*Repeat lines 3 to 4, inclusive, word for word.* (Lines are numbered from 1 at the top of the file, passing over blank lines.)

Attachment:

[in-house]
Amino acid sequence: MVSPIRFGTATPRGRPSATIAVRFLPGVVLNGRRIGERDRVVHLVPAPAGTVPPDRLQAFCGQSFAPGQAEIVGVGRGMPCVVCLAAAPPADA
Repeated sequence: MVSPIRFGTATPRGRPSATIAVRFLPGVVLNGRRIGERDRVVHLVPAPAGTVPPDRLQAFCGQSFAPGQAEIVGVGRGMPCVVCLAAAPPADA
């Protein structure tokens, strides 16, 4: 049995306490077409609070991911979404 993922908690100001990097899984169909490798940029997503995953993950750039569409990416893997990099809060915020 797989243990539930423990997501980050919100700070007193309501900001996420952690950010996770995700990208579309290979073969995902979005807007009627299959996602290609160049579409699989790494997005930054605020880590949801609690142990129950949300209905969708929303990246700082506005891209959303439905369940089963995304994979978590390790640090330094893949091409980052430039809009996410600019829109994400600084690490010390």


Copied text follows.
Repeated sequence: MVSPIRFGTATPRGRPSATIAVRFLPGVVLNGRRIGERDRVVHLVPAPAGTVPPDRLQAFCGQSFAPGQAEIVGVGRGMPCVVCLAAAPPADA
């Protein structure tokens, strides 16, 4: 049995306490077409609070991911979404 993922908690100001990097899984169909490798940029997503995953993950750039569409990416893997990099809060915020 797989243990539930423990997501980050919100700070007193309501900001996420952690950010996770995700990208579309290979073969995902979005807007009627299959996602290609160049579409699989790494997005930054605020880590949801609690142990129950949300209905969708929303990246700082506005891209959303439905369940089963995304994979978590390790640090330094893949091409980052430039809009996410600019829109994400600084690490010390």